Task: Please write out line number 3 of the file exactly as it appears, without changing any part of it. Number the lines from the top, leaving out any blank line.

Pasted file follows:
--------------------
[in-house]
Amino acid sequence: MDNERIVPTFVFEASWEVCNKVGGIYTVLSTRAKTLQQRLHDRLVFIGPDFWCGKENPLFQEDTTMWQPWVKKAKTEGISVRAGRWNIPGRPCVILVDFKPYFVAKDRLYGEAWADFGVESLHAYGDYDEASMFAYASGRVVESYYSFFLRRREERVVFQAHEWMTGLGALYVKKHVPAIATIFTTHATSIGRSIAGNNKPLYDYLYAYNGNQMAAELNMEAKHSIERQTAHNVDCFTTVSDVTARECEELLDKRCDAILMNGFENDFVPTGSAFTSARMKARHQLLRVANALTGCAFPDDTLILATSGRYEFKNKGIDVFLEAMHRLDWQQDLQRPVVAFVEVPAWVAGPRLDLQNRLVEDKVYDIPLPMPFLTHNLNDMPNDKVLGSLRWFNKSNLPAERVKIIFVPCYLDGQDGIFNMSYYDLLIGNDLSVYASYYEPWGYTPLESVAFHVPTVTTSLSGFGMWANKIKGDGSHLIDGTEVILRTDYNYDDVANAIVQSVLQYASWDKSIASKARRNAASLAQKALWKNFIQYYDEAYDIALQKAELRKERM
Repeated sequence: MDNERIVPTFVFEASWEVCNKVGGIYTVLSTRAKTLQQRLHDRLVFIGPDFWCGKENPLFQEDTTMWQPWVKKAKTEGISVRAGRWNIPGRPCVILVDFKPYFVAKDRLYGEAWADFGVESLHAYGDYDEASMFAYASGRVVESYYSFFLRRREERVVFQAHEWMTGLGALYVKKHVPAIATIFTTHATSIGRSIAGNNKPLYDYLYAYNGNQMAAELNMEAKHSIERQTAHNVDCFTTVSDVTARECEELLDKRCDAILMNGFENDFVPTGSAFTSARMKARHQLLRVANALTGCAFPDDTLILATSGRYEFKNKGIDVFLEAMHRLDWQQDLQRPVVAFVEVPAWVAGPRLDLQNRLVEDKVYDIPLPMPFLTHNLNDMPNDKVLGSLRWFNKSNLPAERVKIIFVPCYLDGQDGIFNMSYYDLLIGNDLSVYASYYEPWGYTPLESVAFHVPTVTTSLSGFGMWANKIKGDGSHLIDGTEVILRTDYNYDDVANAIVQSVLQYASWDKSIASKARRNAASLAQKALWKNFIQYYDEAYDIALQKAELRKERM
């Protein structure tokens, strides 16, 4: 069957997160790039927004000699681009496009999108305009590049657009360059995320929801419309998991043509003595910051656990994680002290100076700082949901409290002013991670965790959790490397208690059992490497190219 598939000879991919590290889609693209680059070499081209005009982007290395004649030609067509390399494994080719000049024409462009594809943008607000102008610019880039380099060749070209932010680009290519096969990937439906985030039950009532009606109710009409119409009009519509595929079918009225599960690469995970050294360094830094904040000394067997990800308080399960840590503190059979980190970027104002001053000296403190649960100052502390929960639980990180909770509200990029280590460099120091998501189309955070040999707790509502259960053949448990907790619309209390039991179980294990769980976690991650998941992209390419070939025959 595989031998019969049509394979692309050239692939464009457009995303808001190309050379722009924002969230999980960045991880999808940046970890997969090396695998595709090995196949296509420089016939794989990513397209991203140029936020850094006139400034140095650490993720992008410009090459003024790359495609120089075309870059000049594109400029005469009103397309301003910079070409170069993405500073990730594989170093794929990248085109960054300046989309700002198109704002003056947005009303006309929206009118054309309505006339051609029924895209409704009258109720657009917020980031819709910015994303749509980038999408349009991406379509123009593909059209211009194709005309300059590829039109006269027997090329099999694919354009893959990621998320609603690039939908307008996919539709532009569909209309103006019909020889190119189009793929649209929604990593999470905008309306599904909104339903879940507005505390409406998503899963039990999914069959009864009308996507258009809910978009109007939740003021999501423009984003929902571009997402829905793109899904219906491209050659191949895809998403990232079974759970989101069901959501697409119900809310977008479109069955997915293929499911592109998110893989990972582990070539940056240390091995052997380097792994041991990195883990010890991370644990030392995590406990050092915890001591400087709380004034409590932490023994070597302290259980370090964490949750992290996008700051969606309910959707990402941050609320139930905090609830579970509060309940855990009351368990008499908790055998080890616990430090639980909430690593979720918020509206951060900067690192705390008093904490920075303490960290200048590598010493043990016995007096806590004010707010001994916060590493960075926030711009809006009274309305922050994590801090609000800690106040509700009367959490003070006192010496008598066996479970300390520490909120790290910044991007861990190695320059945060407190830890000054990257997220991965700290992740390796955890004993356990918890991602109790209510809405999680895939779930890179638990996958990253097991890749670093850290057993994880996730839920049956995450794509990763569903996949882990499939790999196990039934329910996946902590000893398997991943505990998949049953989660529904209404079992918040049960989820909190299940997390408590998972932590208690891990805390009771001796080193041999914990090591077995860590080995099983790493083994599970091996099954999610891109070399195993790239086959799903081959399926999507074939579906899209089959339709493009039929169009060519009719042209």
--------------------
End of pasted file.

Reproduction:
Repeated sequence: MDNERIVPTFVFEASWEVCNKVGGIYTVLSTRAKTLQQRLHDRLVFIGPDFWCGKENPLFQEDTTMWQPWVKKAKTEGISVRAGRWNIPGRPCVILVDFKPYFVAKDRLYGEAWADFGVESLHAYGDYDEASMFAYASGRVVESYYSFFLRRREERVVFQAHEWMTGLGALYVKKHVPAIATIFTTHATSIGRSIAGNNKPLYDYLYAYNGNQMAAELNMEAKHSIERQTAHNVDCFTTVSDVTARECEELLDKRCDAILMNGFENDFVPTGSAFTSARMKARHQLLRVANALTGCAFPDDTLILATSGRYEFKNKGIDVFLEAMHRLDWQQDLQRPVVAFVEVPAWVAGPRLDLQNRLVEDKVYDIPLPMPFLTHNLNDMPNDKVLGSLRWFNKSNLPAERVKIIFVPCYLDGQDGIFNMSYYDLLIGNDLSVYASYYEPWGYTPLESVAFHVPTVTTSLSGFGMWANKIKGDGSHLIDGTEVILRTDYNYDDVANAIVQSVLQYASWDKSIASKARRNAASLAQKALWKNFIQYYDEAYDIALQKAELRKERM